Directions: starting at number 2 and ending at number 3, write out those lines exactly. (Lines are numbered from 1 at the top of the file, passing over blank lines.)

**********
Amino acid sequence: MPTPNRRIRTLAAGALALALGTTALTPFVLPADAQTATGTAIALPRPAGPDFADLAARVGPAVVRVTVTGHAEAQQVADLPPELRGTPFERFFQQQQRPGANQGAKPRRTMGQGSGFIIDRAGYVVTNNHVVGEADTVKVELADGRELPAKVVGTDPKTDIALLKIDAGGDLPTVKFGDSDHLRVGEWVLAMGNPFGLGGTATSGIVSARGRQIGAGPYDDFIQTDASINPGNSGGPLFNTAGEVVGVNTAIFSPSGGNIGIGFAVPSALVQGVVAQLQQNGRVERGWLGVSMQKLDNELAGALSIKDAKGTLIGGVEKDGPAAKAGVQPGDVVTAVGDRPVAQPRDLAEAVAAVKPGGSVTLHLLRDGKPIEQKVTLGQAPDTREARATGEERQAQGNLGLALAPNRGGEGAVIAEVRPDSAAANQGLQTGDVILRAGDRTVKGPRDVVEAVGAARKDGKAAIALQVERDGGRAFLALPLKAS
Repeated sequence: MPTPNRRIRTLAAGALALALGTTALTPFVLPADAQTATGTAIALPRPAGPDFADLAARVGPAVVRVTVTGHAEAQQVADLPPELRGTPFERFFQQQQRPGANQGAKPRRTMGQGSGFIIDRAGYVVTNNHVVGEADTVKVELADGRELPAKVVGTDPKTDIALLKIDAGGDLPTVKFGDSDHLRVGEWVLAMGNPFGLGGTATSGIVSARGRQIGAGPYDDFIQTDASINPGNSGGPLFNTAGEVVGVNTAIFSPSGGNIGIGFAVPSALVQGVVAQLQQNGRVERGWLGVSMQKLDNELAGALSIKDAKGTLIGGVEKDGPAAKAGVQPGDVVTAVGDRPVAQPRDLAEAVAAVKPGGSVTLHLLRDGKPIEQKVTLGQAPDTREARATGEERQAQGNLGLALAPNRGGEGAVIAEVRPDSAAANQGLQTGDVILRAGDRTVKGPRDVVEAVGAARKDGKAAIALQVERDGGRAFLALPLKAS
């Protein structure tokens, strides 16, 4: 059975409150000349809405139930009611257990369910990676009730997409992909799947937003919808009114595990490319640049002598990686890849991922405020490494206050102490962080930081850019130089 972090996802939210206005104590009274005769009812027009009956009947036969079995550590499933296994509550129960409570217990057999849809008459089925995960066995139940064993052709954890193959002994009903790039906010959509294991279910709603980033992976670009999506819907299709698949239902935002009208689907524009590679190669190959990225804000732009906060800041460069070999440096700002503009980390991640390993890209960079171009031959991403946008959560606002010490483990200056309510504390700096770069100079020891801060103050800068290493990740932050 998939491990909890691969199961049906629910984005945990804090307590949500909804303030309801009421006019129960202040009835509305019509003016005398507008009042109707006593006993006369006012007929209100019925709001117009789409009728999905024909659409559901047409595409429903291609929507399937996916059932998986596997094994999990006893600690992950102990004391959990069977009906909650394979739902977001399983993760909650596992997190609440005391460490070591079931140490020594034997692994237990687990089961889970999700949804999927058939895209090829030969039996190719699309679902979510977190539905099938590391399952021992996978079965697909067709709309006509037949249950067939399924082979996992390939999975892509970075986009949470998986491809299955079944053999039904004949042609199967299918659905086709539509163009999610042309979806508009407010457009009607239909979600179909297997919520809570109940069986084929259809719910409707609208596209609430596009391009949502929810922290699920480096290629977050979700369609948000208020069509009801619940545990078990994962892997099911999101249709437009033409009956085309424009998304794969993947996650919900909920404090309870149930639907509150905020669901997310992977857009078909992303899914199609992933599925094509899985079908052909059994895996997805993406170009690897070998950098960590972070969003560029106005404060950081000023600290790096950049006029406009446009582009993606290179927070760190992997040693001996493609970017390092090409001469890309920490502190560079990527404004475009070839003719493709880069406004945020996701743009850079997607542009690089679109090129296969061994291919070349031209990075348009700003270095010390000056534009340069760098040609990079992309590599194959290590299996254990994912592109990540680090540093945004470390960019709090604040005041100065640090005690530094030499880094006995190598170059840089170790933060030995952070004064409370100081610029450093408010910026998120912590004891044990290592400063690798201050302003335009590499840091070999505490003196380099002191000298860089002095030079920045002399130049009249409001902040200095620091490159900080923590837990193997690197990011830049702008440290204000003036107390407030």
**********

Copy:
Repeated sequence: MPTPNRRIRTLAAGALALALGTTALTPFVLPADAQTATGTAIALPRPAGPDFADLAARVGPAVVRVTVTGHAEAQQVADLPPELRGTPFERFFQQQQRPGANQGAKPRRTMGQGSGFIIDRAGYVVTNNHVVGEADTVKVELADGRELPAKVVGTDPKTDIALLKIDAGGDLPTVKFGDSDHLRVGEWVLAMGNPFGLGGTATSGIVSARGRQIGAGPYDDFIQTDASINPGNSGGPLFNTAGEVVGVNTAIFSPSGGNIGIGFAVPSALVQGVVAQLQQNGRVERGWLGVSMQKLDNELAGALSIKDAKGTLIGGVEKDGPAAKAGVQPGDVVTAVGDRPVAQPRDLAEAVAAVKPGGSVTLHLLRDGKPIEQKVTLGQAPDTREARATGEERQAQGNLGLALAPNRGGEGAVIAEVRPDSAAANQGLQTGDVILRAGDRTVKGPRDVVEAVGAARKDGKAAIALQVERDGGRAFLALPLKAS
């Protein structure tokens, strides 16, 4: 059975409150000349809405139930009611257990369910990676009730997409992909799947937003919808009114595990490319640049002598990686890849991922405020490494206050102490962080930081850019130089 972090996802939210206005104590009274005769009812027009009956009947036969079995550590499933296994509550129960409570217990057999849809008459089925995960066995139940064993052709954890193959002994009903790039906010959509294991279910709603980033992976670009999506819907299709698949239902935002009208689907524009590679190669190959990225804000732009906060800041460069070999440096700002503009980390991640390993890209960079171009031959991403946008959560606002010490483990200056309510504390700096770069100079020891801060103050800068290493990740932050 998939491990909890691969199961049906629910984005945990804090307590949500909804303030309801009421006019129960202040009835509305019509003016005398507008009042109707006593006993006369006012007929209100019925709001117009789409009728999905024909659409559901047409595409429903291609929507399937996916059932998986596997094994999990006893600690992950102990004391959990069977009906909650394979739902977001399983993760909650596992997190609440005391460490070591079931140490020594034997692994237990687990089961889970999700949804999927058939895209090829030969039996190719699309679902979510977190539905099938590391399952021992996978079965697909067709709309006509037949249950067939399924082979996992390939999975892509970075986009949470998986491809299955079944053999039904004949042609199967299918659905086709539509163009999610042309979806508009407010457009009607239909979600179909297997919520809570109940069986084929259809719910409707609208596209609430596009391009949502929810922290699920480096290629977050979700369609948000208020069509009801619940545990078990994962892997099911999101249709437009033409009956085309424009998304794969993947996650919900909920404090309870149930639907509150905020669901997310992977857009078909992303899914199609992933599925094509899985079908052909059994895996997805993406170009690897070998950098960590972070969003560029106005404060950081000023600290790096950049006029406009446009582009993606290179927070760190992997040693001996493609970017390092090409001469890309920490502190560079990527404004475009070839003719493709880069406004945020996701743009850079997607542009690089679109090129296969061994291919070349031209990075348009700003270095010390000056534009340069760098040609990079992309590599194959290590299996254990994912592109990540680090540093945004470390960019709090604040005041100065640090005690530094030499880094006995190598170059840089170790933060030995952070004064409370100081610029450093408010910026998120912590004891044990290592400063690798201050302003335009590499840091070999505490003196380099002191000298860089002095030079920045002399130049009249409001902040200095620091490159900080923590837990193997690197990011830049702008440290204000003036107390407030």